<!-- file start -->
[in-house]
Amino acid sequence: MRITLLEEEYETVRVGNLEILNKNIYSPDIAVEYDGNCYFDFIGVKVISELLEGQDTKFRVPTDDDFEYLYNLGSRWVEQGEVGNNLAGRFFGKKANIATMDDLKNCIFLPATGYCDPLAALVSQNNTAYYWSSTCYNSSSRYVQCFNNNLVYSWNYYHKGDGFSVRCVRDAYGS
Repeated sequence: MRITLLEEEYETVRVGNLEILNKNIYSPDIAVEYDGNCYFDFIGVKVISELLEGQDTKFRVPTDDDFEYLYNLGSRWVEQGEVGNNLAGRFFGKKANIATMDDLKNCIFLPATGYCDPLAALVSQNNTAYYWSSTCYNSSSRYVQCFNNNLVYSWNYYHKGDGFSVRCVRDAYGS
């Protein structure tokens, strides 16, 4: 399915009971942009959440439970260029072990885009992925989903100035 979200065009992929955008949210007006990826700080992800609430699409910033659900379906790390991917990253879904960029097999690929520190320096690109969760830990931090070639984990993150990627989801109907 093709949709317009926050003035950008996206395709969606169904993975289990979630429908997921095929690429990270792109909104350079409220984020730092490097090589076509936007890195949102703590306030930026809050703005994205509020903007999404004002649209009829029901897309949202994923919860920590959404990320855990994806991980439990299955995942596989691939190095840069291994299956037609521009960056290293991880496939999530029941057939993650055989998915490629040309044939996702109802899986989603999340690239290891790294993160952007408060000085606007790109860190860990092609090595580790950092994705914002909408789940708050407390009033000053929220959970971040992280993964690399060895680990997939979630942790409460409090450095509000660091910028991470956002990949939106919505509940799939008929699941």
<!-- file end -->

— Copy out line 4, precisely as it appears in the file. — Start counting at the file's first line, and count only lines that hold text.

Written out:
């Protein structure tokens, strides 16, 4: 399915009971942009959440439970260029072990885009992925989903100035 979200065009992929955008949210007006990826700080992800609430699409910033659900379906790390991917990253879904960029097999690929520190320096690109969760830990931090070639984990993150990627989801109907 093709949709317009926050003035950008996206395709969606169904993975289990979630429908997921095929690429990270792109909104350079409220984020730092490097090589076509936007890195949102703590306030930026809050703005994205509020903007999404004002649209009829029901897309949202994923919860920590959404990320855990994806991980439990299955995942596989691939190095840069291994299956037609521009960056290293991880496939999530029941057939993650055989998915490629040309044939996702109802899986989603999340690239290891790294993160952007408060000085606007790109860190860990092609090595580790950092994705914002909408789940708050407390009033000053929220959970971040992280993964690399060895680990997939979630942790409460409090450095509000660091910028991470956002990949939106919505509940799939008929699941």